East China Normal University dean of School of Social Development Professor Jun Wen says in the past Shanghai’s green spaces have been insufficient to account for the the changing population. For quality of life to flourish the physical environment must also adapt to changes in the city’s demographics. Overall, the urban environment in Shanghai has been improving with spaces such as rooftops providing increased opportunities for each resident to escape the concrete jungle. “In recent years, the Chinese federal government has been upping the ante in overhauling the environment, and in conjunction with changes in the natural environment, the space for social activities has been continuously freed up. This has allowed city dwellers to enjoy more space for organising activities and socialising. Hence, I think that natural and cultural environments have improved significantly,” he says.
It is not just the government focusing on bringing more green space to everyday life. Rooftops are allowing companies to improve the wellbeing of their employees by creating innovative green spaces that break up the grey. In 2016, news site China Dialogue reported that two million square metres of greenery were to be added to Shanghai’s buildings by 2020. In a quiet greenhouse on the roof of the Guen Sheng offices, a 700sqm greenhouse is flourishing. Inside, 300 planters are brimming with vibrant greens. Peering down onto the plots are cameras in which virtual farmers can watch their plants grow via an app with sunlight and water just a tap away.
Sky Farm is an innovation recognising the changing priorities of city dwellers. By using the culture’s reliance on smartphones, locals can stretch their virtual green thumb to grow real plants. For office workers, the space provides a vessel for mental escape from the pressures of work; for children, an opportunity to touch, taste and smell the plants. Sky Farm staff member Ke FangFang says in her busy work life she has limited time to spend in nature: “Although there are trees and plants in the parks, the fact is that you can’t step on the lawn and touch the plants. So by having farms you can touch the plants, pick the fruits, get close to them and even allowing some childhood stories to happen here,” she says pouring water from a blue watering can.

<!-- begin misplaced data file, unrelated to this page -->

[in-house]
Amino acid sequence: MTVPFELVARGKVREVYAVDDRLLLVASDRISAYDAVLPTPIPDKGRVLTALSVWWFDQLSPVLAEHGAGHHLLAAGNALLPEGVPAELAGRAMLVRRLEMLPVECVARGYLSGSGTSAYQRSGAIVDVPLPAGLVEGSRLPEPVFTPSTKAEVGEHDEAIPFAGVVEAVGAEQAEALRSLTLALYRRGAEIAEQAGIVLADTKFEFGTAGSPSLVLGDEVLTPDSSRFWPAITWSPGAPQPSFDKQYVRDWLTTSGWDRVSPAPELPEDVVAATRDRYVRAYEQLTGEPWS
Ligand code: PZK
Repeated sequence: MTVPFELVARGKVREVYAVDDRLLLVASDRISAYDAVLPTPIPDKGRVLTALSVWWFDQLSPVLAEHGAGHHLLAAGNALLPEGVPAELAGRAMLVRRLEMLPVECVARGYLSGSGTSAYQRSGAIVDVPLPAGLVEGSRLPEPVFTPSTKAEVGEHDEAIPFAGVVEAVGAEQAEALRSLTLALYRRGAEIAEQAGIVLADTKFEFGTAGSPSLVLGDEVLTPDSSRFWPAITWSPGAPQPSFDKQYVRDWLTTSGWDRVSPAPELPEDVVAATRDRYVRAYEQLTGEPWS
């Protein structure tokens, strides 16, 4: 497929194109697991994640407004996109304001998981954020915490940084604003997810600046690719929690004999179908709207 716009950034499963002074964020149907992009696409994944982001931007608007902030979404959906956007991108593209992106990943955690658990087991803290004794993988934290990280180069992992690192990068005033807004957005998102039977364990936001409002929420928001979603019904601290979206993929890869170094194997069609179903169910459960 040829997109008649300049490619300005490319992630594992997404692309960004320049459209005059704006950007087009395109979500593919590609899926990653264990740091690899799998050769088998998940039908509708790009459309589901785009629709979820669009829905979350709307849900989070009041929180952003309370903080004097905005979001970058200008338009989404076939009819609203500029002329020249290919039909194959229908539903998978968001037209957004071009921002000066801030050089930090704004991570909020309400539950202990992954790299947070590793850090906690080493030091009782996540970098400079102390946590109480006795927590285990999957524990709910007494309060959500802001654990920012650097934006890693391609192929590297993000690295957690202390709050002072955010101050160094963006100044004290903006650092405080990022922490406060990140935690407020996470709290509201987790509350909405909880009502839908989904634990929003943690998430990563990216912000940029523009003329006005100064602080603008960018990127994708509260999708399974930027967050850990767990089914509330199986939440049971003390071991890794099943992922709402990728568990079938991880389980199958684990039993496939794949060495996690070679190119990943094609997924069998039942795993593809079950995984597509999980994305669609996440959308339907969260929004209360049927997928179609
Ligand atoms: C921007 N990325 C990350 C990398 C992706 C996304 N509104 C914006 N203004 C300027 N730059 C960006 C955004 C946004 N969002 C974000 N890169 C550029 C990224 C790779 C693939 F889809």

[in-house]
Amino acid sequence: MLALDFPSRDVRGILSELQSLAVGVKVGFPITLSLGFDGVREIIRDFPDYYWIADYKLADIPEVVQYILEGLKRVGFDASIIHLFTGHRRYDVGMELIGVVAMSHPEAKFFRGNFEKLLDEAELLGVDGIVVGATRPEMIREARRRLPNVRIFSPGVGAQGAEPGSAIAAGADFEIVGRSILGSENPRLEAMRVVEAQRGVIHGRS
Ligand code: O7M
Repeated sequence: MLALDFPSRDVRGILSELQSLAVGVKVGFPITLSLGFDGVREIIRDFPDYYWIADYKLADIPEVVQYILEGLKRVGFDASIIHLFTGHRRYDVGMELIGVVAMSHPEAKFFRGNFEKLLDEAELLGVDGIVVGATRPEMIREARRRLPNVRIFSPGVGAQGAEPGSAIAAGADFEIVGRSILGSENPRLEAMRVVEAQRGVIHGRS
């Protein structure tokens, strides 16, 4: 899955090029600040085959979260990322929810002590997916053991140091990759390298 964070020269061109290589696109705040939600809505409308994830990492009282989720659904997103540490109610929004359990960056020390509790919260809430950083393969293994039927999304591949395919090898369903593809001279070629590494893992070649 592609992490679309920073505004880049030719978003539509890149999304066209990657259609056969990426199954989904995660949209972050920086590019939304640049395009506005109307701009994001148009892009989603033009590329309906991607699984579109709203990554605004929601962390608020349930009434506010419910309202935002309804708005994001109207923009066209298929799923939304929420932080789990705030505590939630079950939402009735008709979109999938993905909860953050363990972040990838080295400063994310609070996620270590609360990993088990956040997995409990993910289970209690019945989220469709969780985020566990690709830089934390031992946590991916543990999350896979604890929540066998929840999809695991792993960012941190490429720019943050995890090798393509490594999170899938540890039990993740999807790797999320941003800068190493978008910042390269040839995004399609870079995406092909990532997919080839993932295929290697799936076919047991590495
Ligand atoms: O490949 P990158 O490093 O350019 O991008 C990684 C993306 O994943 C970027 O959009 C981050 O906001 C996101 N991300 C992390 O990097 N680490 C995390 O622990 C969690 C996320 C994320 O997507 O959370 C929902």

With the boundaries between the city and natural environment becoming more concrete, innovative spaces such as the Sky Farm are a way to create new social interactions for younger generations that may not have the time or opportunity to use park spaces in the city. With more than 10 billion square metres of exposed roof space across Chinese cities in 2011, according to the Ministry of Housing and Urban Rural Development, there is ample opportunity for more initiatives to sprout atop Shanghai’s skyline. “I heard one of the kids, after sewing a seed, say to another kid, ‘This is medicine that I have formulated for you and it can rescue you from the evil dragon’,” Fangfang says with a warm smile. “They put together ideas arising from their amazing imagination and their childhood happiness into this context. I think there is a need for such space to keep their creativity going. I felt very touched by this.” Over the trickle of a fountain, the sounds of screeching traffic from the street below fade away.
As new generations grow up in Shanghai the ways that locals access nature are changing. With the government focused on creating a green mega city, small scale initiatives provide an opportunity for everyone to satisfy their human curiosity and the remedies of nature that have been enjoyed for centuries. As the sun begins to drop behind the endless Shanghai skyline, the regular visitors to Huangxing Park retreat to their homes. But they will be back.
The 2018 Curtin Journalism Shanghai Study Tour was funded under the federal government’s New Colombo Plan scheme.